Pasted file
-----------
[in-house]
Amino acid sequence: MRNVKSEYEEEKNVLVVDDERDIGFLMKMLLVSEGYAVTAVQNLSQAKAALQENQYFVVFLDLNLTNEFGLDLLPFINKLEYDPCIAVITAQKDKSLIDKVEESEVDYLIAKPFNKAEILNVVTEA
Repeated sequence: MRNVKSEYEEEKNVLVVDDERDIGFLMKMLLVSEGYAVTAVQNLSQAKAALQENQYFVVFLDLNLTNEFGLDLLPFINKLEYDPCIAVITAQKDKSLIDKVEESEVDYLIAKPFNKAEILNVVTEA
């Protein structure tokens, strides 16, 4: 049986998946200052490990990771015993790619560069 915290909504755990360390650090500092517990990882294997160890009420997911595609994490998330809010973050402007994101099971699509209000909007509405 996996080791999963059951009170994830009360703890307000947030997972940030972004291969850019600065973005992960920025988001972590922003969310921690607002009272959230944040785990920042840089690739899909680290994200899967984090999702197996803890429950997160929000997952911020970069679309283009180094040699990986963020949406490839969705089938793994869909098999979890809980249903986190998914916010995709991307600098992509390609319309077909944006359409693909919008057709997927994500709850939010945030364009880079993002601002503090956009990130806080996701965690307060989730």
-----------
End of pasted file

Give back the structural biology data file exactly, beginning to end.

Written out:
[in-house]
Amino acid sequence: MRNVKSEYEEEKNVLVVDDERDIGFLMKMLLVSEGYAVTAVQNLSQAKAALQENQYFVVFLDLNLTNEFGLDLLPFINKLEYDPCIAVITAQKDKSLIDKVEESEVDYLIAKPFNKAEILNVVTEA
Repeated sequence: MRNVKSEYEEEKNVLVVDDERDIGFLMKMLLVSEGYAVTAVQNLSQAKAALQENQYFVVFLDLNLTNEFGLDLLPFINKLEYDPCIAVITAQKDKSLIDKVEESEVDYLIAKPFNKAEILNVVTEA
């Protein structure tokens, strides 16, 4: 049986998946200052490990990771015993790619560069 915290909504755990360390650090500092517990990882294997160890009420997911595609994490998330809010973050402007994101099971699509209000909007509405 996996080791999963059951009170994830009360703890307000947030997972940030972004291969850019600065973005992960920025988001972590922003969310921690607002009272959230944040785990920042840089690739899909680290994200899967984090999702197996803890429950997160929000997952911020970069679309283009180094040699990986963020949406490839969705089938793994869909098999979890809980249903986190998914916010995709991307600098992509390609319309077909944006359409693909919008057709997927994500709850939010945030364009880079993002601002503090956009990130806080996701965690307060989730």